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IP Alert
IP Alert: USPTO Releases Guidance for Examining Computer-Implemented Functional Claim Limitations for Compliance with 35 U.S.C. § 112

January 11, 2019

On January 7, contemporaneously with the release of guidance addressing the analysis of patent eligibility under 35 U.S.C. § 101, the USPTO issued guidance that addresses requirements presented by 35 U.S.C. § 112 regarding computer-implemented functional claim limitations. Unlike the patent-eligibility guidance, which presents a new examination procedure, the section 112 examination guidance doesn't introduce something new but presents a consolidation of existing practices that are now more clearly bound by common points of concern, inquiry, and vocabulary.

Section 112 explicitly permits a claim to include a purely functional claim expression rather than a recitation of structure to accomplish that function. This statutory provision specifies that such a practice is invoked by presenting a “means” for accomplishing a stated function. In such a case, section 112 then further states that such a claim limitation shall be interpreted as the structure described in the specification as accomplishing the claimed function. The section 112 guidance attempts to clarify not only the foregoing, but also make these points:

  • A functional claim recitation that includes the word “means” may nevertheless be interpreted without invoking the functional claim language provisions of section 112 if the claim recitation also includes sufficient structure to accomplish the stated function.
  • A functional claim recitation that does not include the word “means” but which does not otherwise include sufficient structure to accomplish the stated function may nevertheless be interpreted as though it did include the word “means” if the function is accomplished by a “non-structural generic placeholder” (such as a mechanism, module, device, unit, component, element, member, apparatus, system, or machine). (The Manual of Patent Examination Procedure refers to such words as “nonce” words.)
  • Notwithstanding the foregoing list of suspect words, there is no fixed list of words that always result in treating the claim limitation as a “means” limitation, and conversely there is no fixed list of words that guarantee exclusion from such treatment (“every case will turn on its own unique set of facts”).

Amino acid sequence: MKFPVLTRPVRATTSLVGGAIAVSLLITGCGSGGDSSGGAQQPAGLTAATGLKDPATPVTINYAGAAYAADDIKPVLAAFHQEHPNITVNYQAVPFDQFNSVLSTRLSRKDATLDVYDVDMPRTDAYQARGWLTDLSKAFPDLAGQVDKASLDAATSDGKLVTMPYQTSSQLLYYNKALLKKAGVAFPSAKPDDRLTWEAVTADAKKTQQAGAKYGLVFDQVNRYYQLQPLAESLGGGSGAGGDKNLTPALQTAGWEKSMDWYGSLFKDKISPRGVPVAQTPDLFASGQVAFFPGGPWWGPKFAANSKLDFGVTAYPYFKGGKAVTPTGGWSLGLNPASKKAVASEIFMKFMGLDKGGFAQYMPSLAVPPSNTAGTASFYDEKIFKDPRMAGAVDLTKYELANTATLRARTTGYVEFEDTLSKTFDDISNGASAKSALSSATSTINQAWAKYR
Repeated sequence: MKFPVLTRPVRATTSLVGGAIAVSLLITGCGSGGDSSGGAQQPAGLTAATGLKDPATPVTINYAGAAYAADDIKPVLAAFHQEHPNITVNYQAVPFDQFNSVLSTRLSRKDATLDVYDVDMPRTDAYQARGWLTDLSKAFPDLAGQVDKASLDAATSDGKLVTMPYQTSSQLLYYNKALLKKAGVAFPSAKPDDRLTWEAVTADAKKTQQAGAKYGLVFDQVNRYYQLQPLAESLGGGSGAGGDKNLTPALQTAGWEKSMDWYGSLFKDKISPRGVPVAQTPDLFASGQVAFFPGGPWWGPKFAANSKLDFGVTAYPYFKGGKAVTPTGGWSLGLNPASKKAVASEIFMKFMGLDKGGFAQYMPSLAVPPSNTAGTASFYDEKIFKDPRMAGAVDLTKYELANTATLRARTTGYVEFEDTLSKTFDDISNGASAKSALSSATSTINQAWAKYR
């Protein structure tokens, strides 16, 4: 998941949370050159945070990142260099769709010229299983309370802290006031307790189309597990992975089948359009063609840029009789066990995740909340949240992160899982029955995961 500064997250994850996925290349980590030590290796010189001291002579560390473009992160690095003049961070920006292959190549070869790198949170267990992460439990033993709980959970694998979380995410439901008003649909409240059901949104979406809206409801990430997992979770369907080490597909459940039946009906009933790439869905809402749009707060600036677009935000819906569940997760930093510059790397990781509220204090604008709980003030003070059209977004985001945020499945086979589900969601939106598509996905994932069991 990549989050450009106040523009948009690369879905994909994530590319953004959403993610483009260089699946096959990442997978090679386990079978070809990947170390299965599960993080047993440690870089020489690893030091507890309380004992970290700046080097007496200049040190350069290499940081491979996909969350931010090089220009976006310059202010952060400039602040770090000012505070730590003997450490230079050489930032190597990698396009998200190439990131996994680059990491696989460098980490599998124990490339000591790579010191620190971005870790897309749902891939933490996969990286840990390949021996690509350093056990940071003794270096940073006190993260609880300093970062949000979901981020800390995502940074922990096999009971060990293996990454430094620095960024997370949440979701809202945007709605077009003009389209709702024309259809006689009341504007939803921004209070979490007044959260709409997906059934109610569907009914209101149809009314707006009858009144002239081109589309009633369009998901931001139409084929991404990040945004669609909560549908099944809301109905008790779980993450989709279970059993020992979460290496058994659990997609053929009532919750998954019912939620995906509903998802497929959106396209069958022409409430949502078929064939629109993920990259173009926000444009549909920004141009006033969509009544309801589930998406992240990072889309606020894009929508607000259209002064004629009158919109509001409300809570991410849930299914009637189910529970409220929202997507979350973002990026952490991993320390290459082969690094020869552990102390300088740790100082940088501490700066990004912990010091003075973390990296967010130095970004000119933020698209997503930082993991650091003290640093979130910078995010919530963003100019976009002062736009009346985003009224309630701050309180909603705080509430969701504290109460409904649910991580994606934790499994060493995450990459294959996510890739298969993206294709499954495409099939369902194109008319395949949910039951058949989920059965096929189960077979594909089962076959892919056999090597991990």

• The specification must include an algorithm that fully accomplishes the entire claimed computer-implemented function regardless of whether the claimed function is being interpreted as a “means” expression or not.
  • One suitable definition of an algorithm is “a finite sequence of steps for solving a logical or mathematical problem or performing a task” and an algorithm can be satisfactorily expressed in any understandable terms including as a mathematical formula, in prose, as a flow chart, or in any other manner that provides sufficient structure.
  • While things that are well known in the art need not be described in detail, it is still necessary to present structure in the specification to accomplish the claimed function when the function is interpreted as being accomplished by a “means” or its equivalent.
  • The applicant cannot merely rely upon the knowledge of one skilled in the art to substitute for a description of structure, and the guidance further cautions that an applicant cannot rely on the knowledge of one skilled in the art to supply information that is required to enable the novel aspect of the claimed invention when the enabling knowledge is in fact not known in the art.

While this guidance does not necessarily break any new ground, it may well prove useful (both for patent examiners as well as patent applicants) in prompting more-consistent analysis and treatment of claims that include functional claim expressions.

Hazarding a guess, the author suspects that the patent-eligibility guidance mentioned above will lead to a reduction in the number of applications that face serious patent-eligibility problems, but this section 112 guidance will likely lead to an increase in the number of applications that face serious challenges based on the contents of the specification (or, perhaps more accurately, based on the lack of contents in the specification).

The guidance is effective immediately and applies to all pending and newly filed applications, and to all patents resulting from applications, filed before, on, or after January 7, 2019.

For more information, please contact Fitch Even partner Steven G. Parmelee, author of this alert.

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